Home | Opinion | From camps to Congress and to Marawi’s streets

From camps to Congress and to Marawi’s streets

Samira Ali Gutoc .

MARAWI City — From camps to Congress and to Marawi’s streets, civilian leaders are banding together to amplify the cause of peace and human rights in the Bangsamoro through a Walk for Peace this March 18 in time for the Jabidah massacre commemoration.

There is no organizer, the convenors remind, so that all groups are invited to join and co-own the event, even organize their event or action. It could be as simple as sharing photos of Moro heroes.

This writer is calling on all to create hashtag and social media campaigns on anything Bangsamoro and not forget Marawi.

Mindanao and nationwide movements are expected to attend in solidarity after the successful Walk for Peace in the Mindanao State University organized by the Consortium of Bangsamoro Civil Society (CBCS).

In the past two weeks, leaders of Civil Society Organizations (CSO) and IDP (Internally Displaced Persons) have filed position papers to assert return and compensation for all evacuees displaced by the siege. They have also visited agencies, i.e. Department of Social Welfare and Development (DSWD) and the World Bank to input on the Comprehensive Rehabilitation and Reconstruction Program to be consolidated by the National Economic Development Authority this March.

On this 10th month of the Marawi displacement since May 23, CSOs under All Out Peace (AOP) network manifested a position paper for the Bangsamoro Basic Law (BBL) before the Joint committees on Peace, Local Government and Muslim Affairs last Tuesday.

Housing, property and land took center stage at the Senate in a hearing by the sub- committee on housing under the ad hoc committee on Marawi rehabilitation and reconstruction held Feb. 22. Eight evacuees from a cross section of sectors including a private school administrator, Sultans, a senior citizen and women from Ground Zero, Lanao Sur, Norte and Iligan submitted position papers on their advocacies for IDP rights and welfare.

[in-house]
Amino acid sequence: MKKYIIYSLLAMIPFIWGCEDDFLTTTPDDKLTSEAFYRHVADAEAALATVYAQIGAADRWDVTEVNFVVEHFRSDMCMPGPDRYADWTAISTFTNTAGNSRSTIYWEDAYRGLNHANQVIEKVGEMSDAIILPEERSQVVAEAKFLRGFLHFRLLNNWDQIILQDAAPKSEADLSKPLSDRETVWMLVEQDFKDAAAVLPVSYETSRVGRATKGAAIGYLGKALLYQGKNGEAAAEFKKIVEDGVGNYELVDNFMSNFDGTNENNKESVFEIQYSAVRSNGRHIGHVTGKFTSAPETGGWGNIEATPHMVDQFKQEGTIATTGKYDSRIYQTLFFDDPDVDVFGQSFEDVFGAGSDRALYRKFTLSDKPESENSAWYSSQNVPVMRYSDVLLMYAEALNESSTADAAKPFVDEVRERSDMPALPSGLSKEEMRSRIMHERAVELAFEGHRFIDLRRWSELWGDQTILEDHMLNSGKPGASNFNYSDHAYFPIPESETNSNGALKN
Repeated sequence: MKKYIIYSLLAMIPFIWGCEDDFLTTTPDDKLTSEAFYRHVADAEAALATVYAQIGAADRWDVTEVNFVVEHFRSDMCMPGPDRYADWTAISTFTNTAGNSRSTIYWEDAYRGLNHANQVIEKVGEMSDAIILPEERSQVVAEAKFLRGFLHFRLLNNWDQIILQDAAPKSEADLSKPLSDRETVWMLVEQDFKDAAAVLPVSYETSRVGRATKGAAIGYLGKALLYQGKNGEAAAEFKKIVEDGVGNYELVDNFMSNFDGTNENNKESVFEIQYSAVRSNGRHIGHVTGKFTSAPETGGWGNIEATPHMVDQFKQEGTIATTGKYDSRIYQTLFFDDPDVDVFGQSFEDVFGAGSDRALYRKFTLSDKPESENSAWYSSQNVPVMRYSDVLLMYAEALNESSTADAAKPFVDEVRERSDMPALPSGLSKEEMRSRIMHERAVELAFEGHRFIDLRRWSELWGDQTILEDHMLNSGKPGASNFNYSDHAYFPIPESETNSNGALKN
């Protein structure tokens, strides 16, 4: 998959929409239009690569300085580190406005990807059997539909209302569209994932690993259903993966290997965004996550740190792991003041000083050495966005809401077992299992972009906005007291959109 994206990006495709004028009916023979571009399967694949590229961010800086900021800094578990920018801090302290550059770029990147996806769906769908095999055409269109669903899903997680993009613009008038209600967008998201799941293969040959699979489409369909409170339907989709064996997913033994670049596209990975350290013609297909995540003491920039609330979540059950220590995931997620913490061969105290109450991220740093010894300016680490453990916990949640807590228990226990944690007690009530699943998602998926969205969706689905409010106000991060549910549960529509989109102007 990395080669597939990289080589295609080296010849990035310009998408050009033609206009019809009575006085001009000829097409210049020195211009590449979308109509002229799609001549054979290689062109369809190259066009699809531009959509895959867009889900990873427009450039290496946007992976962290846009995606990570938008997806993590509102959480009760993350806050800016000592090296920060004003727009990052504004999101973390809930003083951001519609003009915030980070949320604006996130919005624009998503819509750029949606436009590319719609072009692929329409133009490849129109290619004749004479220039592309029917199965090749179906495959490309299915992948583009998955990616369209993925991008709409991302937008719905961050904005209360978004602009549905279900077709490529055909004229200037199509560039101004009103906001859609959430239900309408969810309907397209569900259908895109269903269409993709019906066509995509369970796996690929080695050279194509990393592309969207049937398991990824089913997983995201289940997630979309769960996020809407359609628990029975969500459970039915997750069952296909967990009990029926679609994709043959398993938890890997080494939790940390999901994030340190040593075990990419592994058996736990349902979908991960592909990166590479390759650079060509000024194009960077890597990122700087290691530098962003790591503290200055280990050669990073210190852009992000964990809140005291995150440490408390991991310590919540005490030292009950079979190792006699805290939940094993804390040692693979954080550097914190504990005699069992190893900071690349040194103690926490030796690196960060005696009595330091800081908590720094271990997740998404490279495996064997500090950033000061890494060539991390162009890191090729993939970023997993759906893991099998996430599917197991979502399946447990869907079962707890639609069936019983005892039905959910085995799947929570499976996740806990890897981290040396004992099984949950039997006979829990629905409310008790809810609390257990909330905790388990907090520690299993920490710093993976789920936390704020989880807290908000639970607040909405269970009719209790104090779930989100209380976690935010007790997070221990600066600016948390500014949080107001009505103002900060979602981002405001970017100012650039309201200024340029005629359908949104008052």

Six of the IDPs were invited to present with Shariah lawyer Padoman Paporo of Sabala Manao, also Ground Zero. They assert reconstruction planning must be IDP-led and culturally-contextual.

Based on their 20-page position paper, they assert representation in decision-making in all processes of the Marawi rebuilding efforts. They urge reporting and transparency of funds.

This is the first hearing held about Marawi after the announcement of a second military camp here worth 400 million that had a groundbreaking by the President.

Return to Marawi has also been facilitated to the safe areas and Sagonsongan temporary shelters.

I am hearing that proponent Sen. JV Ejercito has acted on the request of groups for an inquiry into Marawi. He has also expressed concern for Muslim-Christian relations in an Iligan forum here followed by the BBL hearing at the MSU Gymnasium a month ago. Their concrete proposals include return to Ground Zero and compensation for homeowners, including renters and sharers.

 

(Samira Ali Gutoc-Tomawis, Ll.B., co-founder of the Young Moro Professionals resigned as commissioner of the Bangsamoro Transition Commission in late May, days after the Marawi Crisis started, citing personal reasons and policy questions. She is one of the organizers of the Ranao Rescue Team, a group set up to respond to the crisis. She had earlier served as an assemblywoman, women sector, of the Regional Legislative Assembly, Autonomous Region in Muslim Mindanao; was former director, Al-Amanah Islamic Bank Inc. and former director of the Marawi Resort Hotel Inc.)

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